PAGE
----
A Vincentian View:
Fr. Patrick J. Griffin, CM
Do you set aside books which you say that you are going to read when you get the chance? I try to do that during the summer. There are, of course, junk novels which I select for guilty pleasure, but there are also some which I think would be interesting and educational—often books which have been recommended by people that I trust. Right now, I have five such books. I have proved my commitment to this task because I have a hard copy of one and I have downloaded the other four onto my ipad. Thus, they are ready to be read when I am ready to read. Now, I have to do it.
One book which has been on my list for a while but which I have only now begun to read—I am about half-way through—is called “Quiet: The Power of Introverts in a World That Can’t Stop Talking” by Susan Cain. As you might guess from the title, it is about (and for) introverts, and it focuses upon that element which I consider so much a part of my character. I think of myself as a strong introvert who values quiet and its sister virtue, listening. I will not attempt to review the book with you, but I do want to direct our thoughts to these elements of silence and attention.
The story of Martha and Mary, which we heard in one of our recent Sunday Gospels, draws my mind to this topic and its lessons. Do you think that Martha was an extrovert and Mary was an introvert? Do you think that Martha preferred action and decision-making, while Mary looked more to settling down and reflecting? I do not want to caricature either, but this is one of the ways in which their personalities strike me.
Mary easily emerges as the listener in this story—she has frequently been portrayed as such. Jesus is a guest in the home of the two sisters. Mary places herself at the feet of Jesus and opens her mind and heart to his words. Martha has other concerns:
As they continued their journey [Jesus] entered a village where a woman whose name was Martha welcomed him. She had a sister named Mary [who] sat beside the Lord at his feet listening to him speak. Martha, burdened with much serving, came to him and said, “Lord, do you not care that my sister has left me by myself to do the serving? Tell her to help me.” (Lk 10:38-42)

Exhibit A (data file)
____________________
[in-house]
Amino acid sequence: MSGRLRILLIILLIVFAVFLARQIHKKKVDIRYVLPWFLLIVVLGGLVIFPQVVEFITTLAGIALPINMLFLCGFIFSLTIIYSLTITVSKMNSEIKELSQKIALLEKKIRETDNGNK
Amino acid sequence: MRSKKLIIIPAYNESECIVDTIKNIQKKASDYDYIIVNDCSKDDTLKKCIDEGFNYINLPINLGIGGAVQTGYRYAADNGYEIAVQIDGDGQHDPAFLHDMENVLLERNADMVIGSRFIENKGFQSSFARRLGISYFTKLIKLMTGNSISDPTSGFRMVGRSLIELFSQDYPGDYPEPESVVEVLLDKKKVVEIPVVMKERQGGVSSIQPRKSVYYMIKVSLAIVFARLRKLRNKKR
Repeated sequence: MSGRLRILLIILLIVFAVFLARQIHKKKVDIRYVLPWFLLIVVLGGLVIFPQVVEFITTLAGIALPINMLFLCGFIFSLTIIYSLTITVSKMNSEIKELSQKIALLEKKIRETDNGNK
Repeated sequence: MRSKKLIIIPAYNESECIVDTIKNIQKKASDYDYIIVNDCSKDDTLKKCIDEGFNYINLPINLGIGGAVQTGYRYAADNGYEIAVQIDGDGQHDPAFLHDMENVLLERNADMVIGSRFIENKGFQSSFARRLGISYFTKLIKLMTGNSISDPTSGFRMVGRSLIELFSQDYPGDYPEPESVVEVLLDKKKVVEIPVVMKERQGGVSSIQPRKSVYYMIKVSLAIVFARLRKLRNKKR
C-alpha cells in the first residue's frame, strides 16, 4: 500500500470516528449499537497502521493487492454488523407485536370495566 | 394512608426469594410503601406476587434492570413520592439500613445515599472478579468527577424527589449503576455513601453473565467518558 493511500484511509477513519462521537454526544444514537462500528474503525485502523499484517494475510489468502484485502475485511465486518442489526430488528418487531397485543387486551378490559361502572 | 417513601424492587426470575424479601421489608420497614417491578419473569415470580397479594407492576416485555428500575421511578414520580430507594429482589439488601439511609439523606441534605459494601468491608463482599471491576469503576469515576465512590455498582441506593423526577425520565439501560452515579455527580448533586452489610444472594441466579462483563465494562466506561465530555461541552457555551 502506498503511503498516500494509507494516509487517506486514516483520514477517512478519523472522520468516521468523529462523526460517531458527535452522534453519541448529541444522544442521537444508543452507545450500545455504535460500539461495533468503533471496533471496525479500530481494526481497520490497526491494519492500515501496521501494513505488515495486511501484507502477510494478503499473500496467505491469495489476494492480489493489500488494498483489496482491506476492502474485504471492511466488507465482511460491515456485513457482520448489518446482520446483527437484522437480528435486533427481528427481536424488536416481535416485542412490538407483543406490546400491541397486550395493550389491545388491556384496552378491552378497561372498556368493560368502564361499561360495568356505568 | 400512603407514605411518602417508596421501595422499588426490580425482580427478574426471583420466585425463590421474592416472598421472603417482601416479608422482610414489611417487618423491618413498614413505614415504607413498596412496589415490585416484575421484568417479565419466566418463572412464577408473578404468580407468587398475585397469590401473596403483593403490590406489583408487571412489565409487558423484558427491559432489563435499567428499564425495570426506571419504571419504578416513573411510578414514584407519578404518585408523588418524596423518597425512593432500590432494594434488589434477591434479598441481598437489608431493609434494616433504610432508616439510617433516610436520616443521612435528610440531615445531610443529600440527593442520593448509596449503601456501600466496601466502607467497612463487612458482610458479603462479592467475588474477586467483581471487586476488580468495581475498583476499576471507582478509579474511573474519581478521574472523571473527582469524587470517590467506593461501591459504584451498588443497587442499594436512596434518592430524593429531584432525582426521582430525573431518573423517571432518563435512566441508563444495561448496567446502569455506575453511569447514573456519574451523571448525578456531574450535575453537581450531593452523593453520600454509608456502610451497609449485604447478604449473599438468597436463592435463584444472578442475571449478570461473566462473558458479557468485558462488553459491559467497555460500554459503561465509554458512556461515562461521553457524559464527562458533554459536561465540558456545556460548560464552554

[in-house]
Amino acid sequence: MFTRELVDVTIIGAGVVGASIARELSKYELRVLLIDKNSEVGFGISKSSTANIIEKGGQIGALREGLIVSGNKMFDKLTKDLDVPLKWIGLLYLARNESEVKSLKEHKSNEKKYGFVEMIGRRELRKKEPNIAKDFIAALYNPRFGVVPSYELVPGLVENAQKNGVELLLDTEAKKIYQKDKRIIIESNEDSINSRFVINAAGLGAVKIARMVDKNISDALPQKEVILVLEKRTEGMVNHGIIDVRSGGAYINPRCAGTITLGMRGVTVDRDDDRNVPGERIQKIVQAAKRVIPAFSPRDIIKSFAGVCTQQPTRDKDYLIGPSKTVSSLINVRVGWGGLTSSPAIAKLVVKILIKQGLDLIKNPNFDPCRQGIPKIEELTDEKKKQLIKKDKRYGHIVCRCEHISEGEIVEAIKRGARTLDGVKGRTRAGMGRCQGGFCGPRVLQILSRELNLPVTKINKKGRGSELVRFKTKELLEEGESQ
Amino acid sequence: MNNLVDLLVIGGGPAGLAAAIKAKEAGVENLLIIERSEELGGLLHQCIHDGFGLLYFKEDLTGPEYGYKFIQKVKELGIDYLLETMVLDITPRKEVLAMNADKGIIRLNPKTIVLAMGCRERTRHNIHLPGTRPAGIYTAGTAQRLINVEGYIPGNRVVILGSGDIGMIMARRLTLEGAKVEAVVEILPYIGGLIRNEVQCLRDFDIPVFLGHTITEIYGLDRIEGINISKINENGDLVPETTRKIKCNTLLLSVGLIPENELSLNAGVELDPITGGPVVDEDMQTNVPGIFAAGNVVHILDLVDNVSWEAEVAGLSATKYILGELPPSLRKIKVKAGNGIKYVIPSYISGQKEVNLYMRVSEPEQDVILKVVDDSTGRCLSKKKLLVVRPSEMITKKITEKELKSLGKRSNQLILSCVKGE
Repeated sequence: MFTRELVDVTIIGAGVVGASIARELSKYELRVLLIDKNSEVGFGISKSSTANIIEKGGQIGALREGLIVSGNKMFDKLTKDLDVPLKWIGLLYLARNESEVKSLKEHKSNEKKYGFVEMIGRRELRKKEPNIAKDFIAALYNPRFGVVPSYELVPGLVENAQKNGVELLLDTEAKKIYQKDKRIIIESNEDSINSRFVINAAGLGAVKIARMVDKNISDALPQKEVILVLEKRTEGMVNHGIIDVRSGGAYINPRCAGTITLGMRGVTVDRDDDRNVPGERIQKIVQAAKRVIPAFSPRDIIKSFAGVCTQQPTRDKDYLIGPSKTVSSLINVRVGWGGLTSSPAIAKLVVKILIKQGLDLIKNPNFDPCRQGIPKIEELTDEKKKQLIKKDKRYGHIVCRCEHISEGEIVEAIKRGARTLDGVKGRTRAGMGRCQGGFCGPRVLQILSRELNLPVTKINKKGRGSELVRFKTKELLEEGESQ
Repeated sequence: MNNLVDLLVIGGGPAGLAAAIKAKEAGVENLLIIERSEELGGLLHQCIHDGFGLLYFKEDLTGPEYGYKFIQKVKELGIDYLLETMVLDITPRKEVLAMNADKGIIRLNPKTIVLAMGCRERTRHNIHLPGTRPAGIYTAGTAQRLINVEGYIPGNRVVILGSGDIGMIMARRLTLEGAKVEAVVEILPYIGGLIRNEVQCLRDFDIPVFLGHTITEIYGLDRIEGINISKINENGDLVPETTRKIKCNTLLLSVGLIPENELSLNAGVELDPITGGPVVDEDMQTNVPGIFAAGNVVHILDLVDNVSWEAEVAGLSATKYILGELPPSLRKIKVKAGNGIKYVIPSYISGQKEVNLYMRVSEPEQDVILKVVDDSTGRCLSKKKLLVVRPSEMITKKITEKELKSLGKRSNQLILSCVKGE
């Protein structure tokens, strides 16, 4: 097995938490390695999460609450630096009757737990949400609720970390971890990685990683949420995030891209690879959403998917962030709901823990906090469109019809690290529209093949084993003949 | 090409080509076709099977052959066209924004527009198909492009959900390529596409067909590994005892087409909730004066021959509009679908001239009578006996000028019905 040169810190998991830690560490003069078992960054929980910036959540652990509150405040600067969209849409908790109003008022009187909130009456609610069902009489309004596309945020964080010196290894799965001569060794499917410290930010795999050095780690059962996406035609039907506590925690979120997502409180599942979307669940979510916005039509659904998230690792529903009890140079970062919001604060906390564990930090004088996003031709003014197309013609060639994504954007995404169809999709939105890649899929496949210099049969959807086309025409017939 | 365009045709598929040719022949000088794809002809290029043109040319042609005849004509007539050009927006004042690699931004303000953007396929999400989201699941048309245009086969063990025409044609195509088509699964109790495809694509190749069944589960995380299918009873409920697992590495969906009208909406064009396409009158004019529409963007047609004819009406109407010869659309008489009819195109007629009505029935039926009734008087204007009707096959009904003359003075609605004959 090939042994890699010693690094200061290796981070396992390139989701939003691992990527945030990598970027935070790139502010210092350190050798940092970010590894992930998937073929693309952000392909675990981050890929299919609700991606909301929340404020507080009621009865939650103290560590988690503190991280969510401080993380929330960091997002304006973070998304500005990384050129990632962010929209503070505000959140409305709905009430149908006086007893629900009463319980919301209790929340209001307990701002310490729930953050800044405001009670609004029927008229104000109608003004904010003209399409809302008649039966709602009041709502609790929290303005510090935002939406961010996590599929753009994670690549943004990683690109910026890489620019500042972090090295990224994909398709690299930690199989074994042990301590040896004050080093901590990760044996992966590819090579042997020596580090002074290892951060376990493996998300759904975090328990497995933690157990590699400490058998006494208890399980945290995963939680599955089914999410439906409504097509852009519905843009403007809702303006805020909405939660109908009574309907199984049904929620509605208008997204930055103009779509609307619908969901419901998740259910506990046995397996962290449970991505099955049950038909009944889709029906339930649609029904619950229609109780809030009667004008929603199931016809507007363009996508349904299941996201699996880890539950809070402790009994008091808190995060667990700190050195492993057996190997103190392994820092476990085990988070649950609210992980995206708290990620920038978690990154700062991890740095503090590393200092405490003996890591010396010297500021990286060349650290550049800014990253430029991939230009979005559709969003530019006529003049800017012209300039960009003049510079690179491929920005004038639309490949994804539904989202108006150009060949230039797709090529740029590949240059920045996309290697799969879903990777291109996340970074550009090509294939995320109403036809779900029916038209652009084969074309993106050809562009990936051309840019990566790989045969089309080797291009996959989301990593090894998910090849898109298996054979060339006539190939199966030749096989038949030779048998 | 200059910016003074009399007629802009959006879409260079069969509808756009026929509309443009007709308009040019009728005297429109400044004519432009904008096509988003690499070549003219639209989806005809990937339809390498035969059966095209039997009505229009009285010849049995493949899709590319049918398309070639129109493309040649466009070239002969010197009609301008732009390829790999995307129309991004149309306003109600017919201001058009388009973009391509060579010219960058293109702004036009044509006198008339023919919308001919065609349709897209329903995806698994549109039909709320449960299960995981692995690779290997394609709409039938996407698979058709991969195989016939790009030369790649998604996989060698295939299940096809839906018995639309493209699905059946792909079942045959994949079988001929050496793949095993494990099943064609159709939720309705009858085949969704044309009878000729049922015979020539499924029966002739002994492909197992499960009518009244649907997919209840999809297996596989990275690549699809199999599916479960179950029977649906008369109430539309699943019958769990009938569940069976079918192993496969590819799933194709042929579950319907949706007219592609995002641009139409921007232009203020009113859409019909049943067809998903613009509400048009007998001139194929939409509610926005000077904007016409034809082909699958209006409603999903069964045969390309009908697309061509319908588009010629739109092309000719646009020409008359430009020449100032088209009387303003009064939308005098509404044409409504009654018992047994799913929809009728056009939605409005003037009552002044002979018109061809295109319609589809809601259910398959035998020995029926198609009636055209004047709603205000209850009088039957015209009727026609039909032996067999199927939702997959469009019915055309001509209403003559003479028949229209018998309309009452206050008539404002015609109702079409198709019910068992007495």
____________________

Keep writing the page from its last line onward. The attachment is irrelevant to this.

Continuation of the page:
The idea of sitting at the feet of another in the Hebrew world signified the superiority of the one who was speaking. Among the lessons from this story is that sometimes it is too easy to be caught up with legitimate responsibilities involving one’s home or one’s community. The house does have to be kept orderly, meals must be cooked, and bills must be paid; one must also prepare for one’s work. There are a thousand practical matters to which we always need to attend. But time must also be made for respectful and attentive listening to one another, for thinking about the life which we lead, and for welcoming others into our midst.
We must give some indication that the other is worth listening to and that time is set aside for him/her (without watching the clock and needing to be finished within a short period of time) and in an appropriate place without distractions (phones, knocks on the door, TV shows). The other becomes the most important speaker in the world for the host. One wonders with what attitude Mary thought of Jesus and what care she brought to everything which he said. We know, of course that the work of Martha was important and unavoidable, but it should never overwhelm the choice to be Mary for one another. One could say that Martha was carrying out the tasks of hospitality, but one could say no less of Mary. One does not invite a guest and then ignore her/his presence.
In one of the documents of the Church, there is a helpful paragraph on being attentive to one another:
“Listening is one of the principle ministries . . . above all for those who feel isolated and in need of attention. In fact, listening means accepting the other unconditionally, giving him or her space in one’s own heart. For this listening conveys affection and understanding, declares that the other is appreciated, and that his or her presence and opinion are taken into consideration.” (Congregation for Institutes of Consecrated Life and Societies of Apostolic Life, The Service of Authority and Obedience, 20a)
The silence which we offer in a dialogue is not empty, but an openness which prepares to receive the richness of the other as this can be shared. We affirm the value of each other. It is a gift of love.
Quiet and listening are ways in which we connect to the introvert who is part of each of us. The ability to give heed strengthens our prayer, our growth, our communities, and those whom we serve. We seek this blessing of accompaniment at the feet of the Lord and one another. It is one of the lessons which Mary teaches today.